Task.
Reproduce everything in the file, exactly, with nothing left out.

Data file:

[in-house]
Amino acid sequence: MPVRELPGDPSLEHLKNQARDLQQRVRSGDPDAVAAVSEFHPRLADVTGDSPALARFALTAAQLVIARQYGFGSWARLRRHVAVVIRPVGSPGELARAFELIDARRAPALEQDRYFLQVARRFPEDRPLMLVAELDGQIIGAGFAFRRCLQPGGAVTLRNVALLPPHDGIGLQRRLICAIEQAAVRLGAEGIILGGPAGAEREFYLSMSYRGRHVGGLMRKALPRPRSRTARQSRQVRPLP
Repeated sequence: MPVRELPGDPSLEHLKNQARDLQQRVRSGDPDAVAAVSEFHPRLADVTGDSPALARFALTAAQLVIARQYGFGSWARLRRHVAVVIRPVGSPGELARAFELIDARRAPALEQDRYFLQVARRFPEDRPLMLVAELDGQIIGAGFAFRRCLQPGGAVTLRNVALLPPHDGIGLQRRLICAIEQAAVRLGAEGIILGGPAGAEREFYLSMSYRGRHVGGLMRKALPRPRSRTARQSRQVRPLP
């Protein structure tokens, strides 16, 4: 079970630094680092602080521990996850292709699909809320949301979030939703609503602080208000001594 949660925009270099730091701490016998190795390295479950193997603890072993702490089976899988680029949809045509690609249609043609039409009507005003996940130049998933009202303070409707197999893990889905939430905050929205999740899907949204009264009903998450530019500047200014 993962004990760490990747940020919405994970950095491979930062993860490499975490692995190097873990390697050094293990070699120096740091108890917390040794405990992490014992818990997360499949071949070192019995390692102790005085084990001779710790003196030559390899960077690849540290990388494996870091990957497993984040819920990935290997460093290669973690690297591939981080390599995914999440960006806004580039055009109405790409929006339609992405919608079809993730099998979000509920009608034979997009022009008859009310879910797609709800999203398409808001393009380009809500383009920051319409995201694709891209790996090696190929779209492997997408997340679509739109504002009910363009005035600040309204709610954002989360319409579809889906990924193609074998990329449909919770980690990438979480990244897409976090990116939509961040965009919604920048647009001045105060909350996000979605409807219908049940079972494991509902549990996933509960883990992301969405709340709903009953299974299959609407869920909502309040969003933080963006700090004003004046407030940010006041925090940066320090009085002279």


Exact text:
[in-house]
Amino acid sequence: MPVRELPGDPSLEHLKNQARDLQQRVRSGDPDAVAAVSEFHPRLADVTGDSPALARFALTAAQLVIARQYGFGSWARLRRHVAVVIRPVGSPGELARAFELIDARRAPALEQDRYFLQVARRFPEDRPLMLVAELDGQIIGAGFAFRRCLQPGGAVTLRNVALLPPHDGIGLQRRLICAIEQAAVRLGAEGIILGGPAGAEREFYLSMSYRGRHVGGLMRKALPRPRSRTARQSRQVRPLP
Repeated sequence: MPVRELPGDPSLEHLKNQARDLQQRVRSGDPDAVAAVSEFHPRLADVTGDSPALARFALTAAQLVIARQYGFGSWARLRRHVAVVIRPVGSPGELARAFELIDARRAPALEQDRYFLQVARRFPEDRPLMLVAELDGQIIGAGFAFRRCLQPGGAVTLRNVALLPPHDGIGLQRRLICAIEQAAVRLGAEGIILGGPAGAEREFYLSMSYRGRHVGGLMRKALPRPRSRTARQSRQVRPLP
């Protein structure tokens, strides 16, 4: 079970630094680092602080521990996850292709699909809320949301979030939703609503602080208000001594 949660925009270099730091701490016998190795390295479950193997603890072993702490089976899988680029949809045509690609249609043609039409009507005003996940130049998933009202303070409707197999893990889905939430905050929205999740899907949204009264009903998450530019500047200014 993962004990760490990747940020919405994970950095491979930062993860490499975490692995190097873990390697050094293990070699120096740091108890917390040794405990992490014992818990997360499949071949070192019995390692102790005085084990001779710790003196030559390899960077690849540290990388494996870091990957497993984040819920990935290997460093290669973690690297591939981080390599995914999440960006806004580039055009109405790409929006339609992405919608079809993730099998979000509920009608034979997009022009008859009310879910797609709800999203398409808001393009380009809500383009920051319409995201694709891209790996090696190929779209492997997408997340679509739109504002009910363009005035600040309204709610954002989360319409579809889906990924193609074998990329449909919770980690990438979480990244897409976090990116939509961040965009919604920048647009001045105060909350996000979605409807219908049940079972494991509902549990996933509960883990992301969405709340709903009953299974299959609407869920909502309040969003933080963006700090004003004046407030940010006041925090940066320090009085002279």